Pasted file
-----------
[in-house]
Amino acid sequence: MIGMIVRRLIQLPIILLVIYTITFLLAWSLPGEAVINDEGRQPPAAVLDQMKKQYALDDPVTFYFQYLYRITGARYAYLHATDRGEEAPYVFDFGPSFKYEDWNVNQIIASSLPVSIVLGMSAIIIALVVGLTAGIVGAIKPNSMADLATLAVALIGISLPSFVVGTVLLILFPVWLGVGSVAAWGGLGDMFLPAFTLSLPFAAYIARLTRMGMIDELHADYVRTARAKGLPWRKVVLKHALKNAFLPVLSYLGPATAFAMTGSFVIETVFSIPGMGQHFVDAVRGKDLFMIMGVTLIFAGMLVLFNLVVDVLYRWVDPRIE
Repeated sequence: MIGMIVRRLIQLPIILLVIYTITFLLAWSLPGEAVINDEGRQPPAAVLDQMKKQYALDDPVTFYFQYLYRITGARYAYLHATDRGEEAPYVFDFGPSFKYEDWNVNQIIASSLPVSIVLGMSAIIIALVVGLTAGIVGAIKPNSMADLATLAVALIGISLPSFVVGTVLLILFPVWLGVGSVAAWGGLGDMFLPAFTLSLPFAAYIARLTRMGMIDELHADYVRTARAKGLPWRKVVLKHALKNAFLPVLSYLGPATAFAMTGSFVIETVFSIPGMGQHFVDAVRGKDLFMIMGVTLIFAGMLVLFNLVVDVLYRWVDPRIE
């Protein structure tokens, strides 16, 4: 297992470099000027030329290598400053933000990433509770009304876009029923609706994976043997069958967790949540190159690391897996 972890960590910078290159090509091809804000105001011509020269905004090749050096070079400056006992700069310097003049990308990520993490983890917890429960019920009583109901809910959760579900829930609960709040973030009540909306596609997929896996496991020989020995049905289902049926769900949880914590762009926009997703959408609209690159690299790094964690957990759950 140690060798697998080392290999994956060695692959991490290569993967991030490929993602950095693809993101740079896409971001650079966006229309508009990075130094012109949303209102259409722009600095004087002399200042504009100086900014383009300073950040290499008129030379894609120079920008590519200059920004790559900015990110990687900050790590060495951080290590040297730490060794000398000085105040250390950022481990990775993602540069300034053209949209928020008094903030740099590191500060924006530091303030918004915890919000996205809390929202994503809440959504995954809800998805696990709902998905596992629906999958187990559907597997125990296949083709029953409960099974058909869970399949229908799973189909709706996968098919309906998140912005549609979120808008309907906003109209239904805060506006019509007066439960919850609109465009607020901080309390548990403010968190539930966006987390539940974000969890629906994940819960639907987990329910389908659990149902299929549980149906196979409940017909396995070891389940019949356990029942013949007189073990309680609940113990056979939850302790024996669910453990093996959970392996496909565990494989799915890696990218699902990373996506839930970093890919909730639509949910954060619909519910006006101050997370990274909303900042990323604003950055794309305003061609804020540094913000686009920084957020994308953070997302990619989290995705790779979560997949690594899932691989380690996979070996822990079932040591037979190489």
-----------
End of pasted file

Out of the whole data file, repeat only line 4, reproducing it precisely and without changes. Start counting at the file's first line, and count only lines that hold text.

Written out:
């Protein structure tokens, strides 16, 4: 297992470099000027030329290598400053933000990433509770009304876009029923609706994976043997069958967790949540190159690391897996 972890960590910078290159090509091809804000105001011509020269905004090749050096070079400056006992700069310097003049990308990520993490983890917890429960019920009583109901809910959760579900829930609960709040973030009540909306596609997929896996496991020989020995049905289902049926769900949880914590762009926009997703959408609209690159690299790094964690957990759950 140690060798697998080392290999994956060695692959991490290569993967991030490929993602950095693809993101740079896409971001650079966006229309508009990075130094012109949303209102259409722009600095004087002399200042504009100086900014383009300073950040290499008129030379894609120079920008590519200059920004790559900015990110990687900050790590060495951080290590040297730490060794000398000085105040250390950022481990990775993602540069300034053209949209928020008094903030740099590191500060924006530091303030918004915890919000996205809390929202994503809440959504995954809800998805696990709902998905596992629906999958187990559907597997125990296949083709029953409960099974058909869970399949229908799973189909709706996968098919309906998140912005549609979120808008309907906003109209239904805060506006019509007066439960919850609109465009607020901080309390548990403010968190539930966006987390539940974000969890629906994940819960639907987990329910389908659990149902299929549980149906196979409940017909396995070891389940019949356990029942013949007189073990309680609940113990056979939850302790024996669910453990093996959970392996496909565990494989799915890696990218699902990373996506839930970093890919909730639509949910954060619909519910006006101050997370990274909303900042990323604003950055794309305003061609804020540094913000686009920084957020994308953070997302990619989290995705790779979560997949690594899932691989380690996979070996822990079932040591037979190489």